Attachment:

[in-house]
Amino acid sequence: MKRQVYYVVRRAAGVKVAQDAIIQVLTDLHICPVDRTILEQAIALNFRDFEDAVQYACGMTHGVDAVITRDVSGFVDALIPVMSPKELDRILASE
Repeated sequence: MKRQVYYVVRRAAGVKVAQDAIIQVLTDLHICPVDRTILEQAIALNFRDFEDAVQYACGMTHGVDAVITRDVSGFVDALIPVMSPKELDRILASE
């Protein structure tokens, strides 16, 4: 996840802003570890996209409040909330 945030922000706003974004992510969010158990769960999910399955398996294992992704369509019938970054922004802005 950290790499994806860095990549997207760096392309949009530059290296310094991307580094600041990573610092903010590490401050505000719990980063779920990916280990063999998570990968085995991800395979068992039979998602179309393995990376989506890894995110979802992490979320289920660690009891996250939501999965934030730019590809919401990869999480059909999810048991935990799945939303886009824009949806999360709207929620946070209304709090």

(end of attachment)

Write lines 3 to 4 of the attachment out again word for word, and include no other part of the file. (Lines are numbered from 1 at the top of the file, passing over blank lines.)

Repeated sequence: MKRQVYYVVRRAAGVKVAQDAIIQVLTDLHICPVDRTILEQAIALNFRDFEDAVQYACGMTHGVDAVITRDVSGFVDALIPVMSPKELDRILASE
């Protein structure tokens, strides 16, 4: 996840802003570890996209409040909330 945030922000706003974004992510969010158990769960999910399955398996294992992704369509019938970054922004802005 950290790499994806860095990549997207760096392309949009530059290296310094991307580094600041990573610092903010590490401050505000719990980063779920990916280990063999998570990968085995991800395979068992039979998602179309393995990376989506890894995110979802992490979320289920660690009891996250939501999965934030730019590809919401990869999480059909999810048991935990799945939303886009824009949806999360709207929620946070209304709090």